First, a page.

*Modelling in Healthcare* is an astonishingly broad overview of mathematical and statistical techniques used in healthcare, made concrete by the inclusion of detailed summaries of consequential healthcare research making use of each technique. The book’s novel structure made it a fun read, and I enjoyed it from cover to cover. Each chapter introduces a modeling approach, such as regression analysis or networks and graph theory with a quick sketch of the common uses of the models in health care. Mathematical details follow, and finally each chapter leads the reader through a handful of examples ranging from toy problems (regression analysis fitting number of toes stubbed to number of stairs) to substantial research papers (network models for containing the spread of *mycoplasma pneumoniae* in a hospital setting). The reader will find it easy to identify helpful references, since the authors describe carefully the content of each source.

The book has fifteen authors, which may explain the wide variation in level of exposition for the mathematical details sections. For instance, one chapter uses a table showing all the outcomes of rolling two dice to explain conditional probability, while the optimization chapter includes a technical discussion of the need to find the infimum in cases where the minimum is not achieved in the feasible set. I wished for more than one chapter on optimization, but the authors do acknowledge that each of the chapters deserves its own textbook. I also note the glaring omission of optimization software from the appendix’s listing of simulation and statistical packages.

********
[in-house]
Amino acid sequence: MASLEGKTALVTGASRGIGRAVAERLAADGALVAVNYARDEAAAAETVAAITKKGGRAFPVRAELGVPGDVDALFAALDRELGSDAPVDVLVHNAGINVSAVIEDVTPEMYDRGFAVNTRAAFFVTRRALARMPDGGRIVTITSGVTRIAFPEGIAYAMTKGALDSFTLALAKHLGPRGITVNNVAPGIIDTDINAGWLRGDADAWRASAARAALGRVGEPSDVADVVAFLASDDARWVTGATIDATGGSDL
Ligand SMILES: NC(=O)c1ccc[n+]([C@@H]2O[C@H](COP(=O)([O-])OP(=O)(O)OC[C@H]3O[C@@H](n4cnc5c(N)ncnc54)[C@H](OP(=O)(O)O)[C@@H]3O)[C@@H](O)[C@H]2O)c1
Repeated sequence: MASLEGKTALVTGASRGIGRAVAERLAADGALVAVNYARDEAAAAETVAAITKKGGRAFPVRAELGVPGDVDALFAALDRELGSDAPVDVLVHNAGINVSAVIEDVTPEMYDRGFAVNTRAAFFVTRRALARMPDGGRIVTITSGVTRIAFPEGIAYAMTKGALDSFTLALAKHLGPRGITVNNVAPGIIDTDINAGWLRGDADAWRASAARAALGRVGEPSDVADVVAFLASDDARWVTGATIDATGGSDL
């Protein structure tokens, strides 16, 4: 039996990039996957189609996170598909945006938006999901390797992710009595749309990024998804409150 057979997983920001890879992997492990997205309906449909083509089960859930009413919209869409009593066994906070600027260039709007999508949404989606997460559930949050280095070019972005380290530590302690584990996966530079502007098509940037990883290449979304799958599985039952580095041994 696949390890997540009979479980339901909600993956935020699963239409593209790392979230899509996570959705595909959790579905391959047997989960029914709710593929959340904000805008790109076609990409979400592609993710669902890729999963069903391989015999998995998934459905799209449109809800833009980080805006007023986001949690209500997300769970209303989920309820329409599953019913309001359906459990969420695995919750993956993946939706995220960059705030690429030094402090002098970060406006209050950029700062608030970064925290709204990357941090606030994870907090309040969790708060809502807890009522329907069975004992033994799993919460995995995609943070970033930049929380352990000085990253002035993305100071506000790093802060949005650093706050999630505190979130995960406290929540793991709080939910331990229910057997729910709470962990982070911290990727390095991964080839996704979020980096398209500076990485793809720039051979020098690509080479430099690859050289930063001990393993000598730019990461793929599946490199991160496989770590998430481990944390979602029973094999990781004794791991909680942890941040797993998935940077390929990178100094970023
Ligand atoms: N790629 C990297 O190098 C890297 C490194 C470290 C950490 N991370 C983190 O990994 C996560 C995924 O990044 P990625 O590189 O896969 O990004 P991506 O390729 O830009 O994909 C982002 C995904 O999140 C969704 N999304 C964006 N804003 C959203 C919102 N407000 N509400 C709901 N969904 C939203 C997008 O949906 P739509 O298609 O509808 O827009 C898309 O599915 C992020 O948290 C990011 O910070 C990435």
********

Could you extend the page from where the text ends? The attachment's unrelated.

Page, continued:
As I dug into the book, I kept wondering who it had been written for. Lacking exercises, it is not primarily aimed at the textbook market, although a valuable seminar course for med school students or undergraduates could be generated with some delving into the papers referenced here. The real audience for this book are my colleagues in medicine who want to read modeling papers and use appropriate quantitative techniques in their research, but need help deciphering the jargon of modeling and identifying the right approaches. The queueing chapter, for example, has a lovely section describing how the different queueing disciplines of last in first out, service in random order, and priority queues correspond to the healthcare scenarios of blood banking, available hospital bed counts, and emergency room arrivals, respectively. I particularly wish that those in medicine who insist on referring to any quantitative analyst as a “statistician” would read this book!

Sommer Gentry is an Associate Professor of Mathematics at the United States Naval Academy, and a research associate in the Johns Hopkins School of Medicine’s Department of Surgery. She studied operations research at Stanford University and M.I.T. Her research is in optimization and simulation for improving transplantation and organ allocation policy. She designed optimization methods used for nationwide kidney paired donation registries in both the United States and Canada. She is a recipient of the Mathematical Association of America's Alder Award for distinguished teaching by a beginning college or university mathematics faculty member.